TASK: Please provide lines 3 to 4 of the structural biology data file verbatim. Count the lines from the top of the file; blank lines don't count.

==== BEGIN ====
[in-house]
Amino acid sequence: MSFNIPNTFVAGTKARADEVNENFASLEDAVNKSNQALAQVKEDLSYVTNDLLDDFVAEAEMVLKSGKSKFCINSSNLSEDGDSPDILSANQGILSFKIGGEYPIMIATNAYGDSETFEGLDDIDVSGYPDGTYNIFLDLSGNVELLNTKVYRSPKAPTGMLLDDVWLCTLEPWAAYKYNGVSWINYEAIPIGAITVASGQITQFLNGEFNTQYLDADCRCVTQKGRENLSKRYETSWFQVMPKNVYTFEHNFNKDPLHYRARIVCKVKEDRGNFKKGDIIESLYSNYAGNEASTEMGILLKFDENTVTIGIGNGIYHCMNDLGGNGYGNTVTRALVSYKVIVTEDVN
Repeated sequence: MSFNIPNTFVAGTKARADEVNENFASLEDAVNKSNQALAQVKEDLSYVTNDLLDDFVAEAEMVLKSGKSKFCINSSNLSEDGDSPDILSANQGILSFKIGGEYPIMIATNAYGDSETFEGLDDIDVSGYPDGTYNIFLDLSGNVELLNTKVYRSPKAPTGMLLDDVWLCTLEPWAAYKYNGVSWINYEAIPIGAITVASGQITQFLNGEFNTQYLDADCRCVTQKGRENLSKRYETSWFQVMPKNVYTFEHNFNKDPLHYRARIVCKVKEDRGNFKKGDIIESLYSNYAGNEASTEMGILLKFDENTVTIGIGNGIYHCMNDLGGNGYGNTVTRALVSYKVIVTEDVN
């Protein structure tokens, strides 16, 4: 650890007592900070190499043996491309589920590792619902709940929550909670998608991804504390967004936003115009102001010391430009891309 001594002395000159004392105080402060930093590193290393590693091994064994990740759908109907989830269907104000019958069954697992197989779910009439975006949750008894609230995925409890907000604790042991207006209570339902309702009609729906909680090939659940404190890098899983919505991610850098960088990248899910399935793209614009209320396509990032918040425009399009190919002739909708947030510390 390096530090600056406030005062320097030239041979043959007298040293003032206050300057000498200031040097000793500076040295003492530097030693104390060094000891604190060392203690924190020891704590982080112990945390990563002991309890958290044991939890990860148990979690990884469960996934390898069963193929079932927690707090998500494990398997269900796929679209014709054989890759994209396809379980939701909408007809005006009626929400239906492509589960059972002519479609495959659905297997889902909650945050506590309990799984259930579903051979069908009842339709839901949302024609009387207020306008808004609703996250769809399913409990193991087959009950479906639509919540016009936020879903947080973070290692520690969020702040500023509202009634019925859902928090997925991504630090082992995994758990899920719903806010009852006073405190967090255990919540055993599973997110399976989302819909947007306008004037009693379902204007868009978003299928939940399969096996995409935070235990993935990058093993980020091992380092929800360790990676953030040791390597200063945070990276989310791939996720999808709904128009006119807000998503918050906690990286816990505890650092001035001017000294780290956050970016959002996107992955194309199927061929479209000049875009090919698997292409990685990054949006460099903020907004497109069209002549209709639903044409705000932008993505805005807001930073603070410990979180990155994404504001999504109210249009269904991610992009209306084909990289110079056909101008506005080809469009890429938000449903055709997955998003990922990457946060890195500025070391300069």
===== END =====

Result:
Repeated sequence: MSFNIPNTFVAGTKARADEVNENFASLEDAVNKSNQALAQVKEDLSYVTNDLLDDFVAEAEMVLKSGKSKFCINSSNLSEDGDSPDILSANQGILSFKIGGEYPIMIATNAYGDSETFEGLDDIDVSGYPDGTYNIFLDLSGNVELLNTKVYRSPKAPTGMLLDDVWLCTLEPWAAYKYNGVSWINYEAIPIGAITVASGQITQFLNGEFNTQYLDADCRCVTQKGRENLSKRYETSWFQVMPKNVYTFEHNFNKDPLHYRARIVCKVKEDRGNFKKGDIIESLYSNYAGNEASTEMGILLKFDENTVTIGIGNGIYHCMNDLGGNGYGNTVTRALVSYKVIVTEDVN
């Protein structure tokens, strides 16, 4: 650890007592900070190499043996491309589920590792619902709940929550909670998608991804504390967004936003115009102001010391430009891309 001594002395000159004392105080402060930093590193290393590693091994064994990740759908109907989830269907104000019958069954697992197989779910009439975006949750008894609230995925409890907000604790042991207006209570339902309702009609729906909680090939659940404190890098899983919505991610850098960088990248899910399935793209614009209320396509990032918040425009399009190919002739909708947030510390 390096530090600056406030005062320097030239041979043959007298040293003032206050300057000498200031040097000793500076040295003492530097030693104390060094000891604190060392203690924190020891704590982080112990945390990563002991309890958290044991939890990860148990979690990884469960996934390898069963193929079932927690707090998500494990398997269900796929679209014709054989890759994209396809379980939701909408007809005006009626929400239906492509589960059972002519479609495959659905297997889902909650945050506590309990799984259930579903051979069908009842339709839901949302024609009387207020306008808004609703996250769809399913409990193991087959009950479906639509919540016009936020879903947080973070290692520690969020702040500023509202009634019925859902928090997925991504630090082992995994758990899920719903806010009852006073405190967090255990919540055993599973997110399976989302819909947007306008004037009693379902204007868009978003299928939940399969096996995409935070235990993935990058093993980020091992380092929800360790990676953030040791390597200063945070990276989310791939996720999808709904128009006119807000998503918050906690990286816990505890650092001035001017000294780290956050970016959002996107992955194309199927061929479209000049875009090919698997292409990685990054949006460099903020907004497109069209002549209709639903044409705000932008993505805005807001930073603070410990979180990155994404504001999504109210249009269904991610992009209306084909990289110079056909101008506005080809469009890429938000449903055709997955998003990922990457946060890195500025070391300069």